…As we bid farewell to Mama Winnie
In the wake of Winnie Madikizela-Mandela’s death, the discourse has been about how women have been vilified and struck off the history books of the years, in the words of her daughter Zenani Mandela-Dlamini, “it has become clear that South Africa and indeed the world holds men and women to different standards of morality…”.
Articles have been written praising Winnie and clearing the name of a woman who it appears was more iconic than the patriarchal discourse had let us believe.
Of great importance was utterance made by Julius Malema outing those who sought to act as if they cared about Winnie in her death but had been part of destroying her when she was alive.
Julius speeches were great up until the point he called Bathabile Dlamini a “Drunkard of the Nation.” This is not the first time Bathabile’s alleged alcohol problem has been used to mock and discredit her and it certainly may not be the last.
The problem is Bathabile allegedly had an epilepsy problem and does not even consume alcohol, even if she did, how is this a matter to be used to discredit her political standing?
Granted one would prefer that holders of public office refrain from substance abuse but unless it can be proven that Bathabile’s alleged problem has impaired the performance of her duties then is it any of our business?
Does Bathabile even drink, no matter, the issue is not whether she had a substance abuse problem but rather why it is a matter to be used to tarnish her name.
For a man who sought to glorify Winnie’s fight against patriarchy and the policing of women’s morals it is a faux pas for Julius to then police Bathabile’s morals. How many male politicians have been forgiven far damaging and often proved wrongdoings?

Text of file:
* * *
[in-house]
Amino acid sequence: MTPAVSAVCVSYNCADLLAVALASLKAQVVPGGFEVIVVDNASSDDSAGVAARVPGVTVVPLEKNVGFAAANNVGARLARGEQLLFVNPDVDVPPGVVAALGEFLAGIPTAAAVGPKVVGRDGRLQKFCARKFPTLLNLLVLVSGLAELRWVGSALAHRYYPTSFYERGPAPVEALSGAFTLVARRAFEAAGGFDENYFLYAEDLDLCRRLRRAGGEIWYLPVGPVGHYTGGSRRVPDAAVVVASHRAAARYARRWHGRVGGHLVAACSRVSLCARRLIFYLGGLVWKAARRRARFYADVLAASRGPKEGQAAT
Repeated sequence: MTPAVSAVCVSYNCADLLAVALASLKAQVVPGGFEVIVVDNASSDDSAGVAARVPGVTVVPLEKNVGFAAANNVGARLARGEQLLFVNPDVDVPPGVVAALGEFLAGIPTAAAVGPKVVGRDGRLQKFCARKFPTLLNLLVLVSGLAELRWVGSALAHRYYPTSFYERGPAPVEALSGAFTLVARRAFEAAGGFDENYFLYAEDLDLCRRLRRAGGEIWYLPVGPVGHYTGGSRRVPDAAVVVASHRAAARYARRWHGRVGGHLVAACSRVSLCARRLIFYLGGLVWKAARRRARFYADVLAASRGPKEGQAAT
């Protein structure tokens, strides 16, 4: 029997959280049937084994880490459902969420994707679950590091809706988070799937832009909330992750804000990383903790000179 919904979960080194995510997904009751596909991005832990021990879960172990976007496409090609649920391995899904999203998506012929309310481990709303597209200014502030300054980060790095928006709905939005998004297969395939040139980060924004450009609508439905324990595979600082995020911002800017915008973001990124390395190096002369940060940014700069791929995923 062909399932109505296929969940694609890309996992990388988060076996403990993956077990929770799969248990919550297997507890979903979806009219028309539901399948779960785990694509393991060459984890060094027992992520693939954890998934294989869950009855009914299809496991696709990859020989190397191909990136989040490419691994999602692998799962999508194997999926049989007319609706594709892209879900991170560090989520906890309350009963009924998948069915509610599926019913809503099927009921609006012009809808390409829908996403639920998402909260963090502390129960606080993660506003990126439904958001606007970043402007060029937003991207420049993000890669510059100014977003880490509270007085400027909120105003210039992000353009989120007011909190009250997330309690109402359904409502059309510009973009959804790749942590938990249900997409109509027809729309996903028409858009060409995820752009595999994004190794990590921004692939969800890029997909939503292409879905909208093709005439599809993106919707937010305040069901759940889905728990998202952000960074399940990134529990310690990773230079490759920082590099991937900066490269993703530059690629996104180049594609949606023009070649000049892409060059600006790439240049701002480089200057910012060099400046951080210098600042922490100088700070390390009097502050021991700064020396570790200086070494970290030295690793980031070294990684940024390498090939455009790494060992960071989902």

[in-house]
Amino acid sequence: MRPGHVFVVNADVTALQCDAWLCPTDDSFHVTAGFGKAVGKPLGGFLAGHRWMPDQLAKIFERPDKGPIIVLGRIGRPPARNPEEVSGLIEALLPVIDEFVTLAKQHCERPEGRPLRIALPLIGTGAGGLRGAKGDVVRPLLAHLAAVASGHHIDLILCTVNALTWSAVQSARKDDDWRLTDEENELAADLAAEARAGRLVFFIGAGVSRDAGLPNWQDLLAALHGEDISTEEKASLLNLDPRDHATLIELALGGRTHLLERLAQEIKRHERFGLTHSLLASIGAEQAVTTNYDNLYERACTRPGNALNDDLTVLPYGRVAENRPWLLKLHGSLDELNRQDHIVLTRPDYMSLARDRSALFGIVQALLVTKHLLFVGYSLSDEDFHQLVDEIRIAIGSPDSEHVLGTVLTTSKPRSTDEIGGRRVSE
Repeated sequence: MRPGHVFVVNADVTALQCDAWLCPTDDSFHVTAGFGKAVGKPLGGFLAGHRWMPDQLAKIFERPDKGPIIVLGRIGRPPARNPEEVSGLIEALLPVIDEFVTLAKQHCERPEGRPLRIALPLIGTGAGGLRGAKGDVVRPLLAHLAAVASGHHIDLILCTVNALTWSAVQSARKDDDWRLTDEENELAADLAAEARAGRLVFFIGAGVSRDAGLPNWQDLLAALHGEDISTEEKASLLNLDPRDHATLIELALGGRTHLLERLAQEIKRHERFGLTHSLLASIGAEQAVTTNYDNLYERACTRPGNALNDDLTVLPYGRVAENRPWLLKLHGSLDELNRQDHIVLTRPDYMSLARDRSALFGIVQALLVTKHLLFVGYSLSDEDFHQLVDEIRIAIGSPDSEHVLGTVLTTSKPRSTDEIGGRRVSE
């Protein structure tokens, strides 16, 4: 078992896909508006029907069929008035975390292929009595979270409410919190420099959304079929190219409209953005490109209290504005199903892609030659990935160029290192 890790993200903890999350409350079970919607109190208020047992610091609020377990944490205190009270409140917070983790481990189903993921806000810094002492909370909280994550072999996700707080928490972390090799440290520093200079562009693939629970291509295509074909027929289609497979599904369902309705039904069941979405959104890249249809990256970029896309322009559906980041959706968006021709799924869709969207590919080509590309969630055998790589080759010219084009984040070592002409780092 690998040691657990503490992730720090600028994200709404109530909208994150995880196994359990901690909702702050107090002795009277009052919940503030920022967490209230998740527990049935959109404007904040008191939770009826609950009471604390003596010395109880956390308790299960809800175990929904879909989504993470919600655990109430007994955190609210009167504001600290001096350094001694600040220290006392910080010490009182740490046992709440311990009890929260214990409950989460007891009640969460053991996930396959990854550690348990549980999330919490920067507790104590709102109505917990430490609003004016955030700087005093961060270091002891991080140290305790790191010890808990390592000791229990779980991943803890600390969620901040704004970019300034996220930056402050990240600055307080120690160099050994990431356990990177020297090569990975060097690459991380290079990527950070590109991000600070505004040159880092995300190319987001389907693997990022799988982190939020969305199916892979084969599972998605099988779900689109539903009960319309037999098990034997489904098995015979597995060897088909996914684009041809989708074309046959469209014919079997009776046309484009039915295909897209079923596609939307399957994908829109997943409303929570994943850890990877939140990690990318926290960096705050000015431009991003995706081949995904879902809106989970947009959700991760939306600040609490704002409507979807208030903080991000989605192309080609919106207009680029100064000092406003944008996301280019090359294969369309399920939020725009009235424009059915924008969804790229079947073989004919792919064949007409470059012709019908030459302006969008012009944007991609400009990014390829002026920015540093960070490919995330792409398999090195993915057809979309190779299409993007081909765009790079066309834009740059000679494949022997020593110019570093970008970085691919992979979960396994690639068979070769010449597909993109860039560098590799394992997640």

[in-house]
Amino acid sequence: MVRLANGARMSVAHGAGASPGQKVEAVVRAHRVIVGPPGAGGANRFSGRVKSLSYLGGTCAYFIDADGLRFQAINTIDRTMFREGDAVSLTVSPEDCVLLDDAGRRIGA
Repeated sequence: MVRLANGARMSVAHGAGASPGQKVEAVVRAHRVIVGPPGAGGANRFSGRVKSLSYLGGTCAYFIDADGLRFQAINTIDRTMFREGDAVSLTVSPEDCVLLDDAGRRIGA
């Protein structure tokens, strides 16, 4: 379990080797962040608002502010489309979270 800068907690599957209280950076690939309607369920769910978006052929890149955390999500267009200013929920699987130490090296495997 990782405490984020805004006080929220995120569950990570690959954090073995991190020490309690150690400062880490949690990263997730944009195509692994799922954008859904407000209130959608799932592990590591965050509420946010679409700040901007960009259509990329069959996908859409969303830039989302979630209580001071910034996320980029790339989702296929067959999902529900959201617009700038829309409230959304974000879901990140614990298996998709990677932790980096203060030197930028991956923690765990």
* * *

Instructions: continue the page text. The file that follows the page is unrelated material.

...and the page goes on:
Donald Trump has admitted to groping women without their consent and after the initial buzz the world moved on, one could name more than a few but that is not the point.
The point rather is one cannot attempt to celebrate Winnie’s legacy and the fight against patriarchy by mocking and subjecting another woman to the very same double standards that Winnie fought against.
The problem is not only isolated to Bathabile and Malema, women in politics are today still subjected to double standards when it comes to morality while we let their male counterparts get away with literal murder.
From Thandile Sunduza’s fat shaming incident in 2014 to Nkosazana Dlamini-Zuma’s presidential campaign being viewed as a Trojan horse move by her former husband, South Africa has an ugly past with patriarchy in politics, but in light of the conversation Winnie’s death opened up one was hopeful of a new dawn but the casket was not even underground yet when moral policing reared its ugly head.
And if indeed Bathabile has epilepsy and a speech impediment problem and not the substance abuse problem as claimed, is South Africa going to wait till her death to clear her name? Has the nation really learned anything from Winnie being cleared after her death?
The lesson I had hoped was that we do not have to wait till someone dies to tell their side of the story.
Perhaps it is easier to celebrate women after they are dead because no one has to fear a dead powerful woman, but one who still breathes might challenge the patriarchal status quo.
Celebrate Winnie Madikizela-Mandela but I dare say that she would appreciate it more if lessons were learned from her struggle against patriarchy.
Thakane-Rethabile Shale is a lawyer, writer and an investigative journalism intern with the MNNCIJ